Electrical Pulses to Scalp May Boost Memory: Study
THURSDAY, Aug. 28, 2014 (HealthDay News) -- Scientists have found that sending electrical currents through the scalp to a specific network of brain structures can enhance people's memories, for up to a day.
In a small study of healthy young adults, researchers used transcranial magnetic stimulation (TMS) to fire up certain networks involved in memory. That, in turn, boosted participants' performance on memory tests -- an improvement apparent 24 hours after the brain stimulation.
During TMS, an electromagnetic coil is placed on the scalp to create electrical currents that stimulate brain cells. In the United States, the procedure is approved for hard-to-treat cases of depression that don't improve with standard treatments.
Experts stressed, however, that no one should seek out TMS to get better grades or to treat memory loss.
"This study is really a proof-of-concept," said senior researcher Joel Voss, an assistant professor at Northwestern University Feinberg School of Medicine in Chicago.
"It will take a lot more development before this could be used therapeutically," Voss said.
The study, which appears in the Aug. 29 issue of Science, included 16 healthy adults aged 21 to 40. All underwent MRI scans to pinpoint a network of brain cells right below the skull that are well connected with the hippocampus -- a structure deep in the brain that is key in memory.
The researchers hoped that by stimulating those superficial brain structures with TMS, they could rev up the hippocampus and improve people's memories.
To test that idea, Voss's team had the study participants take a test of associative memory, where they had to learn and remember a set of arbitrary associations between faces and words. The men and women then received 20 minutes of TMS every day for five consecutive days.
After three days, the researchers found, test performance started to improve. The gains were still there when the participants took the test 24 hours after the final TMS session.
It wasn't just a matter of the test-takers getting better over time, according to the researchers. On a separate week, study participants all had "placebo" TMS -- with no real brain stimulation -- and their test performance did not improve.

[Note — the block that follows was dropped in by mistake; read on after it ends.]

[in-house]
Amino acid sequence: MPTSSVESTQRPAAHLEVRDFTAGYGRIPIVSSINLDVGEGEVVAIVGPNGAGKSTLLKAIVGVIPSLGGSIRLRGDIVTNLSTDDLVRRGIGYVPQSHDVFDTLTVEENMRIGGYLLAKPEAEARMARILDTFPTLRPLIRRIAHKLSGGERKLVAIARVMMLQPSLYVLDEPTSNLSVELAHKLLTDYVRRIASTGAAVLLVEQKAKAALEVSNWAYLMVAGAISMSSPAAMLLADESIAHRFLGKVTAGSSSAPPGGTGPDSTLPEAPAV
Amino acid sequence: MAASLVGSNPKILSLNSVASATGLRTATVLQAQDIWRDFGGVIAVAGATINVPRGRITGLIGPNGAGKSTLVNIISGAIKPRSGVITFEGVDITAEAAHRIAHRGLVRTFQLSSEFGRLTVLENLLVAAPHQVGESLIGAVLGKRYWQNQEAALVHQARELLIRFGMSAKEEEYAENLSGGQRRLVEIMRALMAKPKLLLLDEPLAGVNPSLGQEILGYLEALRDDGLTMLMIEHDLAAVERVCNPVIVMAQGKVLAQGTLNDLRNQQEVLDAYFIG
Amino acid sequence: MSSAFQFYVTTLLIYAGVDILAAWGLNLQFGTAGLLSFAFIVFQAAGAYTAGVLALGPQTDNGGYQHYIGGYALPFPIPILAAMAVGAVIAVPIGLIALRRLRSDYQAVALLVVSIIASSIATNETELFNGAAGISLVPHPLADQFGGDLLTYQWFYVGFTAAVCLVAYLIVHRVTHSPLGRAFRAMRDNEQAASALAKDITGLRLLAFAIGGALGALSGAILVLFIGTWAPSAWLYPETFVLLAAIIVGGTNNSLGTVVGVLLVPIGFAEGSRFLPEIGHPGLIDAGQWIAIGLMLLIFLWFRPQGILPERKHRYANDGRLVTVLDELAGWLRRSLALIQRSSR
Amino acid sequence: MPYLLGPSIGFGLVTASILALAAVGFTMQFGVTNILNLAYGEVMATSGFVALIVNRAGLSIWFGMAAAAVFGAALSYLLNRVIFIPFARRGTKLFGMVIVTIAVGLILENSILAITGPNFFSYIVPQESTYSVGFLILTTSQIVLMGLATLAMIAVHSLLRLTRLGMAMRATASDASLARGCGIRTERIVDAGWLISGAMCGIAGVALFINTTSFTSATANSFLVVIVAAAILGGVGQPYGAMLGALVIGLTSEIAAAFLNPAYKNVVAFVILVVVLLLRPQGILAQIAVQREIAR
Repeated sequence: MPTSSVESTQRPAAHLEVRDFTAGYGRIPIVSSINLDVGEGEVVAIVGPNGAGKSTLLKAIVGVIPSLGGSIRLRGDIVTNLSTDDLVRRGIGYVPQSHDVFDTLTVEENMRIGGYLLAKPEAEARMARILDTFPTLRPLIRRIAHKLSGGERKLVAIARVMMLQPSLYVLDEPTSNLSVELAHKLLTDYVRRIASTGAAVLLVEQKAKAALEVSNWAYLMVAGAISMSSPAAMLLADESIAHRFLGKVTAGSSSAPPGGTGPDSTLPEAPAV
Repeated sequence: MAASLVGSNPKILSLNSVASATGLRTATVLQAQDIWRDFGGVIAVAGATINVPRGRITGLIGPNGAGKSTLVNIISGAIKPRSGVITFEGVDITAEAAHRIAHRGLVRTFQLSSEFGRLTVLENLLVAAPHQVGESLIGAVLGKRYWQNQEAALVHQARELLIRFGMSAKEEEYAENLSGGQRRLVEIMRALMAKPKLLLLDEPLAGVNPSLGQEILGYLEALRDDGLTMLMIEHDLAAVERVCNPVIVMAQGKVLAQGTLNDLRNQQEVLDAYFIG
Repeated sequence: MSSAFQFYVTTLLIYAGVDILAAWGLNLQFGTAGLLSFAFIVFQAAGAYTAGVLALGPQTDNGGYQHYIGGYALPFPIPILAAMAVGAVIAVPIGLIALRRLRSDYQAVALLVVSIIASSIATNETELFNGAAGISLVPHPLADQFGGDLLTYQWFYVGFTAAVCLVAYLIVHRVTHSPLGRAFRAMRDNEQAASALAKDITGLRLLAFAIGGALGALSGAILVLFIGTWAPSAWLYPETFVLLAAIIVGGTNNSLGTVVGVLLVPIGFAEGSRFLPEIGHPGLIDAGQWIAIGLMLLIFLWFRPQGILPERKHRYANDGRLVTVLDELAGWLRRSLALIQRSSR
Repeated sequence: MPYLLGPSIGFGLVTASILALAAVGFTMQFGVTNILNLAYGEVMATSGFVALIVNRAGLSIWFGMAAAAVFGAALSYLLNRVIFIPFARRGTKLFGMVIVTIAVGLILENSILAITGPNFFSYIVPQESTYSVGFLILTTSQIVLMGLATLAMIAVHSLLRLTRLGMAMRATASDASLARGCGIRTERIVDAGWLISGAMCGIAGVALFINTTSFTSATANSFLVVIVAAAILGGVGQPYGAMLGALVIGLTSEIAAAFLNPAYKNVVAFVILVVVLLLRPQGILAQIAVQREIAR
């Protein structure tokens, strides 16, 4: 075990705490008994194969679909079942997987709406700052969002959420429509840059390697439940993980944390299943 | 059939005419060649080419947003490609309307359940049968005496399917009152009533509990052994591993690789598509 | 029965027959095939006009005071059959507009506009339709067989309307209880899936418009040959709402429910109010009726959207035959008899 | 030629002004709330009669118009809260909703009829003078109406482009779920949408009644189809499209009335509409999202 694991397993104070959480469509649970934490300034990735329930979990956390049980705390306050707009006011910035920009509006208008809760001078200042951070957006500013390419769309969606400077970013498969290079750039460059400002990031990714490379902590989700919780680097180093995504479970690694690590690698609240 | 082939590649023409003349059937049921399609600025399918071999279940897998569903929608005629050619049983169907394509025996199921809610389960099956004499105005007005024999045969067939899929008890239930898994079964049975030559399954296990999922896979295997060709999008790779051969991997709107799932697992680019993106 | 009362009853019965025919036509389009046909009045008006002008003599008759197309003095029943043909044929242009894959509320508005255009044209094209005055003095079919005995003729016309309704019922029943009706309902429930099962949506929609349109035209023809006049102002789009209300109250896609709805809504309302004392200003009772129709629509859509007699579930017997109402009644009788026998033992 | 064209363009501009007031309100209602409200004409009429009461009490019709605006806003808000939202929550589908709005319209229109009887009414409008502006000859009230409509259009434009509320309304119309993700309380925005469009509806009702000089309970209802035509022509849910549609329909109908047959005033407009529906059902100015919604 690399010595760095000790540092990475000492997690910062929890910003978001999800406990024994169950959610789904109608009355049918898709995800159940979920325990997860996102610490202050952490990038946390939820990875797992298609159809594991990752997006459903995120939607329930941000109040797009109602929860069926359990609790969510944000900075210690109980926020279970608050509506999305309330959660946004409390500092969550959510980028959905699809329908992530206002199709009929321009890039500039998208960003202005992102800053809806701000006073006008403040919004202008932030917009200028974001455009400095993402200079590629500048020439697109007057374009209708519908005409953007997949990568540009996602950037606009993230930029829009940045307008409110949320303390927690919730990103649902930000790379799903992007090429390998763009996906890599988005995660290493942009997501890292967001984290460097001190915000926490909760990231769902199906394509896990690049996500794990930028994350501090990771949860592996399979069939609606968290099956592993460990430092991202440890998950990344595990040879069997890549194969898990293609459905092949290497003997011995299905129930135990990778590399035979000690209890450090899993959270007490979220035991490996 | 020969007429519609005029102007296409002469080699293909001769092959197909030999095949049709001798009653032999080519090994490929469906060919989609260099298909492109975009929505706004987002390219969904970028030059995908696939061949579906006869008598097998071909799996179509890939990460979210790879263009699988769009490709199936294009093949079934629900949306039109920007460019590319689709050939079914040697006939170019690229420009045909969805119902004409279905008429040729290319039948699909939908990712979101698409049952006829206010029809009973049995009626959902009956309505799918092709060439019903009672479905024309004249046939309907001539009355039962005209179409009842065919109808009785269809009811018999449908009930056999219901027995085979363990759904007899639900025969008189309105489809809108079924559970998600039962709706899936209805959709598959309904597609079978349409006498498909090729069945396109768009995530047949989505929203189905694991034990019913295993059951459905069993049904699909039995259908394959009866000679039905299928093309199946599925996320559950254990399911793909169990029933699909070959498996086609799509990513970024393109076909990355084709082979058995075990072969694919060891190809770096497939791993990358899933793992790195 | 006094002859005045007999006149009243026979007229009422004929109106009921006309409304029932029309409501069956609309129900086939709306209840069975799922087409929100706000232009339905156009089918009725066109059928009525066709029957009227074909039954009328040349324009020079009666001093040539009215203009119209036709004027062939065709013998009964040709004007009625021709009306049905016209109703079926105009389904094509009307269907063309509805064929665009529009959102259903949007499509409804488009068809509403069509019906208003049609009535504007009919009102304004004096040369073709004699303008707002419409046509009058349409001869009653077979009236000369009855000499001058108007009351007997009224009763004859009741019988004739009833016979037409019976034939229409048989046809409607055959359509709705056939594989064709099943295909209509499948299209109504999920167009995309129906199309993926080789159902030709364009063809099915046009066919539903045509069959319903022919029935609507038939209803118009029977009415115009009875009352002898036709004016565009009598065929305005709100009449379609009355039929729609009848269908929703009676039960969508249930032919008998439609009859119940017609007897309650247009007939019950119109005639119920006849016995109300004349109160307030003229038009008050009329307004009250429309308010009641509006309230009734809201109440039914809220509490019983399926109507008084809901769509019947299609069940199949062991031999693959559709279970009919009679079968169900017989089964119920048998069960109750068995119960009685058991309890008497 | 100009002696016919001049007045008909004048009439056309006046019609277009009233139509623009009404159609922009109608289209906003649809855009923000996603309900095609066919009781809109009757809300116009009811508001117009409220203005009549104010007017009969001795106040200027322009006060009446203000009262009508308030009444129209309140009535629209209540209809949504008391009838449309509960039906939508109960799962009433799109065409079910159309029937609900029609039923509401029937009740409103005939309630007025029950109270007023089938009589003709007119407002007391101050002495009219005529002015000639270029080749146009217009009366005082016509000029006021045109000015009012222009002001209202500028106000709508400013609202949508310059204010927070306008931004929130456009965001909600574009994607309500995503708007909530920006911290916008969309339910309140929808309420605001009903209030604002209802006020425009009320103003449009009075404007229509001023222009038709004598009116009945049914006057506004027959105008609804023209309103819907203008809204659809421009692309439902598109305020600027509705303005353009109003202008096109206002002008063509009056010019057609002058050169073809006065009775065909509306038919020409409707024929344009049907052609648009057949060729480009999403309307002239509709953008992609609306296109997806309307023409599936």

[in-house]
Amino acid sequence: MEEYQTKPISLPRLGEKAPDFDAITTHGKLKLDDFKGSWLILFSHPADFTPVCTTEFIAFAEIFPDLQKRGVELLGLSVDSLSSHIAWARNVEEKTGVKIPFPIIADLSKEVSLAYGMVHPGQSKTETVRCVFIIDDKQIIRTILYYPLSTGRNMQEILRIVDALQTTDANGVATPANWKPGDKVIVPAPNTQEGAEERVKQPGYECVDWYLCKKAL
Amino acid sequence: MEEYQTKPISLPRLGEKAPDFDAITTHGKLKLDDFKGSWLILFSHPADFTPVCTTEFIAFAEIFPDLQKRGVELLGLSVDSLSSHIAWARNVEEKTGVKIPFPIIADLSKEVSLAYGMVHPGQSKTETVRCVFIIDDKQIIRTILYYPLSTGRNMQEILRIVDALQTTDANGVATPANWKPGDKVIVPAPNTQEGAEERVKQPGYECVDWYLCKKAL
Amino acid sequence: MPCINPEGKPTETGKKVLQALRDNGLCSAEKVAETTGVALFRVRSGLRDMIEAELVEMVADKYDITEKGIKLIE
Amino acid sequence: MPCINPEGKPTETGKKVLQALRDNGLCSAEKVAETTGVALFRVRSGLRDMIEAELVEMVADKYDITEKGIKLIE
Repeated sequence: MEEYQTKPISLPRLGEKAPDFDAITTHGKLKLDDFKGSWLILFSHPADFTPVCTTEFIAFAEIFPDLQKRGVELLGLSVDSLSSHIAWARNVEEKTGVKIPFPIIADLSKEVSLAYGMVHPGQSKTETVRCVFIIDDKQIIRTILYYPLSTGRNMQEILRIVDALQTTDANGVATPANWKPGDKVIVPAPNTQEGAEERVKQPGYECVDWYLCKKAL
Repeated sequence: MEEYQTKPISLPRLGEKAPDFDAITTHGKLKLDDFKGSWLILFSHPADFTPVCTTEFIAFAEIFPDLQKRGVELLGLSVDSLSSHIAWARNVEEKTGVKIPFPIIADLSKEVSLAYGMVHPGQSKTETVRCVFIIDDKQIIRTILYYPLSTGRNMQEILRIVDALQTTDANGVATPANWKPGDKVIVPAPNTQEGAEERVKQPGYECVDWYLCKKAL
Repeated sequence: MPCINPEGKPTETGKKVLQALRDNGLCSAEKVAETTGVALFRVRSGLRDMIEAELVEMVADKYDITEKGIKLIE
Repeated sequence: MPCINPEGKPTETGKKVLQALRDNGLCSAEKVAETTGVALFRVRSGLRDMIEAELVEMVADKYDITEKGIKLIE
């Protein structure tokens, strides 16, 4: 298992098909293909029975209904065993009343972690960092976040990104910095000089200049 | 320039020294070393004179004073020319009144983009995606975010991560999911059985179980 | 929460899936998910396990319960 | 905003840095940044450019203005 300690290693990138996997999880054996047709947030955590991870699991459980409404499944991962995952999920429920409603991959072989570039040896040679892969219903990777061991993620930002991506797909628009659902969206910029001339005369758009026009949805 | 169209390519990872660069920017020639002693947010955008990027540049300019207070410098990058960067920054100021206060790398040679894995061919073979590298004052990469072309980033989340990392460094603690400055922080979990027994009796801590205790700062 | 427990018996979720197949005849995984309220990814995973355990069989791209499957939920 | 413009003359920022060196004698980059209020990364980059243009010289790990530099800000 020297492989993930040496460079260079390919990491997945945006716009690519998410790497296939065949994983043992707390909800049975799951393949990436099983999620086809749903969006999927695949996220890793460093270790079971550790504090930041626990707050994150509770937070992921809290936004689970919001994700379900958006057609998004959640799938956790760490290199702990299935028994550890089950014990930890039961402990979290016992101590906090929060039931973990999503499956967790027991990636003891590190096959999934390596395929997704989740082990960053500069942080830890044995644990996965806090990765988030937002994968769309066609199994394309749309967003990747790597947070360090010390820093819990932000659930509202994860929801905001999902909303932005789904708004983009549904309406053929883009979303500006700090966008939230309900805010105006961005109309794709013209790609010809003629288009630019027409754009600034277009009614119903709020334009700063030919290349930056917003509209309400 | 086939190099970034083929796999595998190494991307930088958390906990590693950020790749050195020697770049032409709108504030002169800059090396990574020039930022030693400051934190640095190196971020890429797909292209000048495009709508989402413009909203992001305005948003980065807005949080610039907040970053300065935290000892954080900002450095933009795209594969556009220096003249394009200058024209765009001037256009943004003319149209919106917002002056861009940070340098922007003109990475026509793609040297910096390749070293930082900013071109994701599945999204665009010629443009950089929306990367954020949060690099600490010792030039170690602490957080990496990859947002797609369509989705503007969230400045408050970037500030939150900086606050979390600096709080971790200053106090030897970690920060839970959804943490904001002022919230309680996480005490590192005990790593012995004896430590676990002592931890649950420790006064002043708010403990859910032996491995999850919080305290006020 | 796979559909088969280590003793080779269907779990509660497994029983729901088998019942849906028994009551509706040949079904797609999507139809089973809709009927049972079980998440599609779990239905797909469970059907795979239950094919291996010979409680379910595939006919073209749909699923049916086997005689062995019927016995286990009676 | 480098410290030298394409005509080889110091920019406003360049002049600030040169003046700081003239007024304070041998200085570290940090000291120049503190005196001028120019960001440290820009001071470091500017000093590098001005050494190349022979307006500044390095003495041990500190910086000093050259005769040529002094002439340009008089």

"This is a really interesting study," said Mary Sano, director of the Alzheimer's Disease Research Center at the Mount Sinai Icahn School of Medicine in New York City.
According to Sano, the results help identify the "pathways of memory consolidation" in the healthy brain. "That kind of basic knowledge is very important to understanding what goes wrong in disease," she said.
But she agreed that years of research remain before TMS could potentially be used to either treat memory problems -- from Alzheimer's disease, stroke or other brain disorders -- or to give healthy people a memory boost.
"Everybody probably has a desire to gain more control over their memory," Sano noted. But she said researchers have much to learn about whether there are safe, feasible ways to do that.
As for TMS, specifically, Voss said it's "remarkable" that a few sessions were able to improve memory performance -- even in people with no impairments. "It's amazing that the brain is so plastic," he said, referring to the brain's capacity to change.
"But," Voss stressed, "we have a lot to learn, in terms of safety and effectiveness. We don't even know if (in someone with a brain disorder) this would have benefits, or possibly make things worse."
Based on what's known from depression treatment, TMS is relatively safe. The main side effects are a short-lived headache and scalp discomfort. There also appears to be a small risk of seizure.
Right now, TMS is pricey. When it's used for depression, one session typically costs around $300. And there is no MRI involved, whereas, if TMS were used for memory problems, an MRI would be needed to zero in on the brain networks connected to the hippocampus.
The precise location of those networks varies from person to person, Voss explained.
His team is planning a study of TMS in older adults in the early stages of memory loss. "Within about five years, we should have an idea of whether it's potentially useful," Voss said.
The Alzheimer's Association has more on memory loss.
SOURCES: Joel Voss, Ph.D., assistant professor, medical social sciences, Northwestern University Feinberg School of Medicine, Chicago; Mary Sano, Ph.D., professor, psychiatry, Mount Sinai Icahn School of Medicine, New York City; Aug. 29, 2014 Science